John Powell. Man oh man. When will you finally get the recognition you deserve?
If there was ever any proof needed that a single soundtrack could make one a fan of the composer for life – it’s John Powell’s Oscar-nominated soundtrack to the 2010 film How to Train Your Dragon.
I’ll start off by saying this – How to Train Your Dragon is my favorite animated film of all time. Yes, while most cinephiles will likely cite a Pixar film or a Disney film as their favorite (heck, I’m one of the few people that felt this movie deserved the Oscar over Toy Story 3) to me this film is the perfect embodiment of the term ‘movie magic.’
One of the major reasons is this absolute gem of a score.
How this failed to win the Oscar in 2010 remains a mystery.
Oh yeah! Now I remember. Everyone was slobbering over Trent Reznor and Atticus Ross’ score for The Social Network. No offence to those two gentlemen, their score fit their movie, but the Academy seriously picked the wrong year to reward the ‘hip, techno’ score. This was a year that Powell’s traditional music deserved to take home the gold. (Here’s hoping both Powell and HTTYD3 win the Oscar in 2018)
I find is hard to think of a single soundtrack off of the top of my head that has had so many memorable pieces laced throughout besides some of John Williams’ catalogue.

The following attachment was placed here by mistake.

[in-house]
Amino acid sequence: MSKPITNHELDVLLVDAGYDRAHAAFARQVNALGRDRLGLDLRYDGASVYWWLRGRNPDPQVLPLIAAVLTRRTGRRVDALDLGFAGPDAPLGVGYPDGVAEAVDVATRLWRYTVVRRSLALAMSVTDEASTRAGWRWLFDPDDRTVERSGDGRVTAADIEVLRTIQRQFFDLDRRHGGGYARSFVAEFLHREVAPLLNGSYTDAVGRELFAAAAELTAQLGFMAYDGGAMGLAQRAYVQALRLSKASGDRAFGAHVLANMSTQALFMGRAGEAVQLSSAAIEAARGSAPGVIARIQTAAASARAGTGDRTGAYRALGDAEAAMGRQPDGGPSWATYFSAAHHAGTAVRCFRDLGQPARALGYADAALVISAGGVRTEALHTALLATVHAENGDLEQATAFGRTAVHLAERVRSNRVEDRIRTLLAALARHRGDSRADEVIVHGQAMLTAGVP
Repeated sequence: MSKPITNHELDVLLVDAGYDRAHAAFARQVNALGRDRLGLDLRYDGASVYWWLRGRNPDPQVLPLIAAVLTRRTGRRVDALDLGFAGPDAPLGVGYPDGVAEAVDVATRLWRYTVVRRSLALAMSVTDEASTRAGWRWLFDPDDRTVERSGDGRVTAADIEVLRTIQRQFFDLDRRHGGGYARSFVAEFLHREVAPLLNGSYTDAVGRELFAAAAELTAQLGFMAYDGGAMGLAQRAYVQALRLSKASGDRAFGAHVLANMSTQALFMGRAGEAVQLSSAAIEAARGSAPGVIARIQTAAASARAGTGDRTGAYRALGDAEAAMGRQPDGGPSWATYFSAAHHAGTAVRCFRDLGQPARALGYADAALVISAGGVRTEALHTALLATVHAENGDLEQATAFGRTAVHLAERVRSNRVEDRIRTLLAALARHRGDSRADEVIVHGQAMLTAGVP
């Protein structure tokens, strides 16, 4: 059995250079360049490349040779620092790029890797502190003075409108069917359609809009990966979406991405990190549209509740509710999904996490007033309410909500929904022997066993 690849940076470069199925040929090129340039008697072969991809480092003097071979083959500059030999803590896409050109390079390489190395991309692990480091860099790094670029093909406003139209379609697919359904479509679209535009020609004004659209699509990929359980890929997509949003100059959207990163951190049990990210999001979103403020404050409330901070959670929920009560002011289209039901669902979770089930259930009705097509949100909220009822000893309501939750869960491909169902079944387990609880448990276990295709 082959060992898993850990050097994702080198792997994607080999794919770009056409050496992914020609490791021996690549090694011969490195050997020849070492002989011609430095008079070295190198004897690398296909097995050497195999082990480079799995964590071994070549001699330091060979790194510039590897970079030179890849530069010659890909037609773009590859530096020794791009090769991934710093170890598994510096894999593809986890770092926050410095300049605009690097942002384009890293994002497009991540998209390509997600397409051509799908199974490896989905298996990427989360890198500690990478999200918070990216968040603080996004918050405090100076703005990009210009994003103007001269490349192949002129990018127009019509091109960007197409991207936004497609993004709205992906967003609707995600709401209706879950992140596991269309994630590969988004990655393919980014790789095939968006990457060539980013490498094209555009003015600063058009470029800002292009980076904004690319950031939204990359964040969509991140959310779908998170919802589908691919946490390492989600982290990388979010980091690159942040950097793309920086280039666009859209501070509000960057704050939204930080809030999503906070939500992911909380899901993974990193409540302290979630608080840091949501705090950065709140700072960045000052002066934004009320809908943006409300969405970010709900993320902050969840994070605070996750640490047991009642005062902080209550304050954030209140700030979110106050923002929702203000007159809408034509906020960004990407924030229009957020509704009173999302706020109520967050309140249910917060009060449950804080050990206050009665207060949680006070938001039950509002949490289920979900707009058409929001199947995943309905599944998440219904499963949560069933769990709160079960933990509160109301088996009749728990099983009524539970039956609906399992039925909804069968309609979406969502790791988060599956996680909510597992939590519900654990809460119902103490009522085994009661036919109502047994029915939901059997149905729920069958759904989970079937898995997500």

There’s ‘Forbidden Friendship’, which accompanies what I consider to be one of the single most beautiful scenes in any film ever.
(seriously, watch this scene. In my opinion it’s even better than the opening to ‘Up’)
There’s ‘Test Drive’ which I don’t play in the car solely due to the fear of speeding.
There’s the majestic ‘Romantic Flight’.
There’s ‘This is Berk’, which has the most resemblance to Powell’s other scores. Still I love it, even if it is eclipsed by some of the other pieces above.
A somewhat ignored, but in my opinion awesome piece, is ‘See You Tomorrow’.
I could go on and on, but I think my point has been made. What makes this soundtrack so brilliant is not just the high quality of the music, it’s the variety of it. The ‘This is Berk’ theme carries throughout the film, yet the best-known pieces all sound so different from each other, which is a breath of fresh air in the current cinematic world where soundtracks tend to either be bland, or have tracks that show no character or individualism from each other.
Yes, I am a fanboy, but please take my word for it. Besides seeing the movie (if you haven’t yet, why not?) you need to listen to the soundtrack. Also see the sequel and hear its score. Both are living proof that there exists high quality animated cinema outside of Pixar and DreamWorks (especially in regards to the technicalities – film music, cinematography, detail to animation, etc), and also how much promise DreamWorks shows if they focus on more epic, grand-scale animated films.